This reaction causes the element to heat up to even higher temperatures. The increase in heat causes the electrical resistance of the element to change. This change of resistance is what is measured to provide the reading on the display of the gas monitor.
Just like with the electrochemical sensor, one of the sensor elements, in this case, a heated catalyst, is used only to compensate for changes in environmental conditions.
The higher the level of gas entering the sensor chamber, the higher the temperature of the measurement element, which means a higher reading on the display.
For proper operation, a catalytic sensor needs oxygen. If the oxygen level drops too low, the gas will not go through the reaction process effectively and this will give lower than actual readings on the display of the monitor. With Draeger monitors, if the O2 concentration drops below about 8% by volume, the reading of the combustible sensor will be blanked out. Once the O2 levels come back above 8%, the combustible reading will again be displayed. This is used as a safety feature to notify the user of any potential issues with monitoring for dangerous levels of combustible gases.
The infrared sensor is an alternative for combustible gas measurements when there is no oxygen present or for measuring high concentrations of carbon dioxide.
Infrared sensors work on the principle of light absorption. Every gas absorbs light in a particular way, which is why some gases appear as different colors. Some combustible gases, such as methane and propane are called hydrocarbons, and they absorb different wavelengths of light compared to the main components of air (oxygen, nitrogen and argon). This distinction can be exploited to measure the amount of hydrocarbons present.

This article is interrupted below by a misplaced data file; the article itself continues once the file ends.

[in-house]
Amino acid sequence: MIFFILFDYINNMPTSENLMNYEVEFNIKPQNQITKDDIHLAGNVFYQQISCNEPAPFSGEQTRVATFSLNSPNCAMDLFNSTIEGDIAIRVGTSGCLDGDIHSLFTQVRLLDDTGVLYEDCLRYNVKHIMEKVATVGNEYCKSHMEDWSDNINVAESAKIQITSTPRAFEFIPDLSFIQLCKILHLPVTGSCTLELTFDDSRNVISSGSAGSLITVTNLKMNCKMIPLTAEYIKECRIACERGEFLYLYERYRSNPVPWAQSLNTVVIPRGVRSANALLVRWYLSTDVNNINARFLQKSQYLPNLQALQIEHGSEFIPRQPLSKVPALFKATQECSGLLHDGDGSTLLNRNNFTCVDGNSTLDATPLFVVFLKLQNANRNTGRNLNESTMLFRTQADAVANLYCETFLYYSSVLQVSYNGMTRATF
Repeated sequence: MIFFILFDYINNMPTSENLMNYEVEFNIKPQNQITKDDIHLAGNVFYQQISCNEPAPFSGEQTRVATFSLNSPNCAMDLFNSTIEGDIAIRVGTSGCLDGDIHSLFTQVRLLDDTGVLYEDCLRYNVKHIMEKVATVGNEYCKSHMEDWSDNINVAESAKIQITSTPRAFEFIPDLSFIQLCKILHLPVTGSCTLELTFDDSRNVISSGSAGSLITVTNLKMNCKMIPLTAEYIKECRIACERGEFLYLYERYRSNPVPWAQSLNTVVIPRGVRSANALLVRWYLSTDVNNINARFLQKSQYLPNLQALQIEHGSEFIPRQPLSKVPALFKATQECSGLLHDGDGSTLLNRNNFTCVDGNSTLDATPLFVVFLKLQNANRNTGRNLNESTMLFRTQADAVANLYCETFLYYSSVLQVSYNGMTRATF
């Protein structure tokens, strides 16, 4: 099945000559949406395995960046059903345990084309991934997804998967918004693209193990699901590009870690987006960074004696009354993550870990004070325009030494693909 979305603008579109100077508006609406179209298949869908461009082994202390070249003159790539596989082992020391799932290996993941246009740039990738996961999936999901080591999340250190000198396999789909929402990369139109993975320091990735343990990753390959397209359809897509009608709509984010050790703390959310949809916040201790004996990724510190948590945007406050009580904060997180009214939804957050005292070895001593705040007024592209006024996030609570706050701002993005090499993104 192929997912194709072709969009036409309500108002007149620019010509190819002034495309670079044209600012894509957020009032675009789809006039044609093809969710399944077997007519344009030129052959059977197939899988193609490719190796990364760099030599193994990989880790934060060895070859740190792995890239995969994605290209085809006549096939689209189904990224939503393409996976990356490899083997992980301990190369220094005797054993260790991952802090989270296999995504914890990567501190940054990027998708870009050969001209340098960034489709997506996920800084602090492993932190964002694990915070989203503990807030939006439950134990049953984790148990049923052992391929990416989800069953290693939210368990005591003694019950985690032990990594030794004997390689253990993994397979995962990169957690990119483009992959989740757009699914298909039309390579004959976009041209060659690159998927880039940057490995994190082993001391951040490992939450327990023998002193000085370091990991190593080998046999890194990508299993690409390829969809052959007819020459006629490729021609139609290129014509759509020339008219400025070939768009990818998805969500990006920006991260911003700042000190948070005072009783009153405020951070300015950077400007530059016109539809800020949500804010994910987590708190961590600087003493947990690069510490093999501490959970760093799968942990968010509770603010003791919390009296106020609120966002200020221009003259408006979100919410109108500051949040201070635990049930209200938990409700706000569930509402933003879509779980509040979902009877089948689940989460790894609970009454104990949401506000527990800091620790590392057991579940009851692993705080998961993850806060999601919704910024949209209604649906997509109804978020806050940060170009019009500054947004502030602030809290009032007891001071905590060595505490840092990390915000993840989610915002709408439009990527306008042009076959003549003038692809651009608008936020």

The gas to be measured enters the sensor chamber through a flame arrestor. The flame arrestor prevents any energy from within the sensor from getting back out into the atmosphere.
The infrared transmitter produces broadband radiation that passes through a window into the sensor chamber, where it is reflected off the mirrored walls, and passes through another window, falling onto the double detector.
This double detector consists of a measurement and a reference detector. The reference detector is not exposed to gas, and is used to compensate for environmental changes. If the gas mixture contains a percentage of hydrocarbons, then some of the radiation is absorbed and the measurement detector produces a reduced electrical signal.
This reduced electrical signal is how the sensor knows when and how much gas is present.
Photo-Ionization Detector Sensors
The Phot- Ionization Detector (PID) is a specialized sensor that is known as a broad-range sensor, as it is not specific to any one gas. A PID will measure a variety of toxic gases and a range of VOCs (volatile organic compounds) in very low concentrations from parts per billion (ppb) up to over several thousand parts per million (ppm), depending on the gas being measured.
The sensor consists of a housing, two electrodes and an ultraviolet lamp. The ultraviolet lamp rating determines which gases will be measured by the sensor.
The gas to be measured enters the PID sensor chamber through the sensor membrane. The photons from an ultraviolet lamp (UV) inside the sensor break down the gas molecules into positively and negatively charged ions. These charged ions are counted by the collector electrode within the sensor and produce an output current that is measured by the instrument’s electronics.
The UV light produces the energy that is required to ionize certain gases. This energy is measured in electron volts (eV), and gases will have a corresponding ionization potential. This is the amount of energy required to break it down into positively and negatively charged ions. Then, these ions can be measured as an electrical current. The strength of this current is directly proportional to the concentration of ionized molecules inside the chamber, making it possible to determine the concentration of the gas in the air.
This sensor becomes important for concentrations of combustible gases that are also toxic at very low levels, where the toxic hazard is reached much faster than the explosive hazard.